Define R := {all reflections of W}. reflection length (or absolute length) `R. (NOT the usuallength `S !)Absolute order 4R :

u 4R v if and only if `R(u) + `R(u−1v) = `R(v) .

Fix c : a Coxeter element in W (particular conjugacy class ofelements of length n = rk(W )).

Definition (Noncrossing partition lattice of type W )

NC(W , c) := {w ∈W | w 4R c}

N.B. : the structure doesn’t depend on the choice of the Coxeterelement (conjugacy) write NC(W ).

The noncrossing partition lattice of type W

u 4R v if and only if `R(u) + `R(u−1v) = `R(v) .

Fix c : a Coxeter element in W (particular conjugacy class ofelements of length n = rk(W )).

Definition (Noncrossing partition lattice of type W )

NC(W , c) := {w ∈W | w 4R c}

N.B. : the structure doesn’t depend on the choice of the Coxeterelement (conjugacy) write NC(W ).

The noncrossing partition lattice of type W

u 4R v if and only if `R(u) + `R(u−1v) = `R(v) .

Fix c : a Coxeter element in W (particular conjugacy class ofelements of length n = rk(W )).

Definition (Noncrossing partition lattice of type W )

NC(W , c) := {w ∈W | w 4R c}

N.B. : the structure doesn’t depend on the choice of the Coxeterelement (conjugacy) write NC(W ).

Coxeter-Catalan combinatorics

Number of multichains in NC(W )Suppose W irreducible of rank n, and let c be a Coxeter element.The number of multichains w1 4R w2 4R . . . 4R wp 4R c is theFuß-Catalan number of type W

Cat(p)(W ) =n∏

i=1

di + phdi

where d1, . . . ,dn = h are the invariant degrees of W .

p = 1 : we get |NC(W )| =n∏

i=1

di + hdi

=: Cat(W ).

Proof: [Athanasiadis, Reiner, Bessis...] case-by-case, using theclassification of reflection groups.

how to understand this formula uniformly ?

Coxeter-Catalan combinatorics

Number of multichains in NC(W )Suppose W irreducible of rank n, and let c be a Coxeter element.The number of multichains w1 4R w2 4R . . . 4R wp 4R c is theFuß-Catalan number of type W

Cat(p)(W ) =n∏

i=1

di + phdi

where d1, . . . ,dn = h are the invariant degrees of W .

p = 1 : we get |NC(W )| =n∏

i=1

di + hdi

=: Cat(W ).

Proof: [Athanasiadis, Reiner, Bessis...] case-by-case, using theclassification of reflection groups.

how to understand this formula uniformly ?

Coxeter-Catalan combinatorics

Number of multichains in NC(W )Suppose W irreducible of rank n, and let c be a Coxeter element.The number of multichains w1 4R w2 4R . . . 4R wp 4R c is theFuß-Catalan number of type W

Cat(p)(W ) =n∏

i=1

di + phdi

where d1, . . . ,dn = h are the invariant degrees of W .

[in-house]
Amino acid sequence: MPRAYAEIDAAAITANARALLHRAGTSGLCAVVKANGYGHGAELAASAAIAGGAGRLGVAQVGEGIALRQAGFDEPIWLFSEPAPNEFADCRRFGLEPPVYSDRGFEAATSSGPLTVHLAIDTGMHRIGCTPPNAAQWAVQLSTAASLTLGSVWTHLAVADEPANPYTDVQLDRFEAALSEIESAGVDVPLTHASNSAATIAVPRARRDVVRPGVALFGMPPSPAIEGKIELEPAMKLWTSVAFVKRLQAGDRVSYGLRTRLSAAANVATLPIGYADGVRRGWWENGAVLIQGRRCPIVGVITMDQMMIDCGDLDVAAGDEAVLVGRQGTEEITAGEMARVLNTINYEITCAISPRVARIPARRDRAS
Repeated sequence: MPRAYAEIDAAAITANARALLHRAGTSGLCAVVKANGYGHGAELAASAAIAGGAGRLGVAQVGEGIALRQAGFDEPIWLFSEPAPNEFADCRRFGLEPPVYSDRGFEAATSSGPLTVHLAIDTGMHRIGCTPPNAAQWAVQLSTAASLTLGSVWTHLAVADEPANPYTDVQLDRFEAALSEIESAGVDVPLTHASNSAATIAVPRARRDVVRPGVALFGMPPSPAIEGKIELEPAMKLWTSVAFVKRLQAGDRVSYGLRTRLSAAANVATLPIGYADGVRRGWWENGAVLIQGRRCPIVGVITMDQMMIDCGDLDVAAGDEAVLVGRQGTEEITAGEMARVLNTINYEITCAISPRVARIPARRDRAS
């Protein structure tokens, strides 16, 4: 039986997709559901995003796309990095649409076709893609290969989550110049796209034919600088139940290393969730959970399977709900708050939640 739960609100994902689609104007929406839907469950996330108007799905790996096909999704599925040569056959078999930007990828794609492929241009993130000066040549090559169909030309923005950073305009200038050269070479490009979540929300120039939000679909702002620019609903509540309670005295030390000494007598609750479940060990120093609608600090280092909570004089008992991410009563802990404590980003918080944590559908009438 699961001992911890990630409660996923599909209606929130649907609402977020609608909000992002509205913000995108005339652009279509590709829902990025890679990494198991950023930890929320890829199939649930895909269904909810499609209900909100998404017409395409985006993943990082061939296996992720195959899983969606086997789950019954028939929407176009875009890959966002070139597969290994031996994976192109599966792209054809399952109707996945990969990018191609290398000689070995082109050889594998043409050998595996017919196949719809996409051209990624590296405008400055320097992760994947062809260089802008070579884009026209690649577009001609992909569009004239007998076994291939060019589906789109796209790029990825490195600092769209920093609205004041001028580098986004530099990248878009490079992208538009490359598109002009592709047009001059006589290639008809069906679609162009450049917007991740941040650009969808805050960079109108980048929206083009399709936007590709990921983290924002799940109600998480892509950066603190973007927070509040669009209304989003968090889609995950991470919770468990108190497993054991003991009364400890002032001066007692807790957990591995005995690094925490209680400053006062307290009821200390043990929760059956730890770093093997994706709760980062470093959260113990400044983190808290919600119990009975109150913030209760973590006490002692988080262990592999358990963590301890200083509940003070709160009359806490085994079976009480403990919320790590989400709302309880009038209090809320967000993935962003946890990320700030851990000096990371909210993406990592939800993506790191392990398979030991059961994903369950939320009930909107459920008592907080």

p = 1 : we get |NC(W )| =n∏

i=1

di + hdi

=: Cat(W ).

Proof: [Athanasiadis, Reiner, Bessis...] case-by-case, using theclassification of reflection groups.

how to understand this formula uniformly ?

Coxeter-Catalan combinatorics

Cat(p)(W ) =n∏

i=1

di + phdi

where d1, . . . ,dn = h are the invariant degrees of W .

p = 1 : we get |NC(W )| =n∏

i=1

di + hdi

=: Cat(W ).

Proof: [Athanasiadis, Reiner, Bessis...] case-by-case, using theclassification of reflection groups.

how to understand this formula uniformly ?

Coxeter-Catalan combinatorics

Cat(p)(W ) =n∏

i=1

di + phdi

where d1, . . . ,dn = h are the invariant degrees of W .

p = 1 : we get |NC(W )| =n∏

i=1

di + hdi

=: Cat(W ).

Proof: [Athanasiadis, Reiner, Bessis...] case-by-case, using theclassification of reflection groups.

how to understand this formula uniformly ?

Coxeter-Catalan combinatorics

Cat(p)(W ) =n∏

i=1

di + phdi

where d1, . . . ,dn = h are the invariant degrees of W .

p = 1 : we get |NC(W )| =n∏

i=1

di + hdi

=: Cat(W ).

Proof: [Athanasiadis, Reiner, Bessis...] case-by-case, using theclassification of reflection groups.

how to understand this formula uniformly ?

Let’s see the multichains in another way

Definition (Block factorizations of c)(w1, . . . ,wp) ∈ (W − {1})p is a block factorization of c if

w1 . . .wp = c.`R(w1) + · · ·+ `R(wp) = `R(c) = n.

FACTp(c) := {block factorizations of c in p factors}.

“Factorizations↔ chains”.Problem : 4R vs ≺R ? Use classical conversion formulas.Bad news : we obtain much more complicated formulas.Good news : we can interpret some of them (and even refinethem) geometrically ; in particular for p = n or n − 1.

Let’s see the multichains in another way

Definition (Block factorizations of c)(w1, . . . ,wp) ∈ (W − {1})p is a block factorization of c if

w1 . . .wp = c.

`R(w1) + · · ·+ `R(wp) = `R(c) = n.

FACTp(c) := {block factorizations of c in p factors}.

“Factorizations↔ chains”.Problem : 4R vs ≺R ? Use classical conversion formulas.Bad news : we obtain much more complicated formulas.Good news : we can interpret some of them (and even refinethem) geometrically ; in particular for p = n or n − 1.

Let’s see the multichains in another way

Definition (Block factorizations of c)(w1, . . . ,wp) ∈ (W − {1})p is a block factorization of c if

w1 . . .wp = c.`R(w1) + · · ·+ `R(wp) = `R(c) = n.

FACTp(c) := {block factorizations of c in p factors}.

“Factorizations↔ chains”.Problem : 4R vs ≺R ? Use classical conversion formulas.Bad news : we obtain much more complicated formulas.Good news : we can interpret some of them (and even refinethem) geometrically ; in particular for p = n or n − 1.